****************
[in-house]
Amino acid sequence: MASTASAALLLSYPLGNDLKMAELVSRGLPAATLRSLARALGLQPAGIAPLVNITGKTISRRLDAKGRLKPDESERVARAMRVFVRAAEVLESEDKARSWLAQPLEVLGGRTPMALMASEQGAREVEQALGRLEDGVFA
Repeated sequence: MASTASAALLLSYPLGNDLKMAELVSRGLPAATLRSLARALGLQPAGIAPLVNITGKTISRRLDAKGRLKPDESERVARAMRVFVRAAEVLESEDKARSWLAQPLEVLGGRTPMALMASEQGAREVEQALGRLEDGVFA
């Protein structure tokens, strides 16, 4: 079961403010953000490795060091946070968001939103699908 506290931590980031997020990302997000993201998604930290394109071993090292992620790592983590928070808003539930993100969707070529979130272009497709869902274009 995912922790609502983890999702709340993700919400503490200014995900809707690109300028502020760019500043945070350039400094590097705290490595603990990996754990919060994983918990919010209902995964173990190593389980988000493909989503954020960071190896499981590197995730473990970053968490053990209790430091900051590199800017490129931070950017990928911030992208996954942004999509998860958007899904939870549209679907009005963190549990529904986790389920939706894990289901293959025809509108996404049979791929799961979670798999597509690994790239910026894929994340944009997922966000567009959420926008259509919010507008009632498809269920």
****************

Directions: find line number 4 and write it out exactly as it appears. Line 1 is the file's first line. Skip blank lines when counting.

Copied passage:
């Protein structure tokens, strides 16, 4: 079961403010953000490795060091946070968001939103699908 506290931590980031997020990302997000993201998604930290394109071993090292992620790592983590928070808003539930993100969707070529979130272009497709869902274009 995912922790609502983890999702709340993700919400503490200014995900809707690109300028502020760019500043945070350039400094590097705290490595603990990996754990919060994983918990919010209902995964173990190593389980988000493909989503954020960071190896499981590197995730473990970053968490053990209790430091900051590199800017490129931070950017990928911030992208996954942004999509998860958007899904939870549209679907009005963190549990529904986790389920939706894990289901293959025809509108996404049979791929799961979670798999597509690994790239910026894929994340944009997922966000567009959420926008259509919010507008009632498809269920």